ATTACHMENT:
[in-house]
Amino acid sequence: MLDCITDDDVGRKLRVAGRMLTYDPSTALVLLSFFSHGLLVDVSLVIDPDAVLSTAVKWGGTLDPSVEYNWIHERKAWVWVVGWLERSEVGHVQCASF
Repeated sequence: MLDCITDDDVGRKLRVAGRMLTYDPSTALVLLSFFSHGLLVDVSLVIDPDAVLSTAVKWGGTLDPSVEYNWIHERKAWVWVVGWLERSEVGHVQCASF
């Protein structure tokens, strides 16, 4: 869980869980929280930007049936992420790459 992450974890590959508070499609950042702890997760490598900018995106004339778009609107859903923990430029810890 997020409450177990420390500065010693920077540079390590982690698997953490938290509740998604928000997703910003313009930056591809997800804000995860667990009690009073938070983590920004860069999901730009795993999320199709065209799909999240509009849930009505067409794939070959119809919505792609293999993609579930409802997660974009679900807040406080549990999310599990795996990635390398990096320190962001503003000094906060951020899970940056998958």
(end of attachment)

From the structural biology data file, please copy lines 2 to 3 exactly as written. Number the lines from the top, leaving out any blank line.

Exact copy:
Amino acid sequence: MLDCITDDDVGRKLRVAGRMLTYDPSTALVLLSFFSHGLLVDVSLVIDPDAVLSTAVKWGGTLDPSVEYNWIHERKAWVWVVGWLERSEVGHVQCASF
Repeated sequence: MLDCITDDDVGRKLRVAGRMLTYDPSTALVLLSFFSHGLLVDVSLVIDPDAVLSTAVKWGGTLDPSVEYNWIHERKAWVWVVGWLERSEVGHVQCASF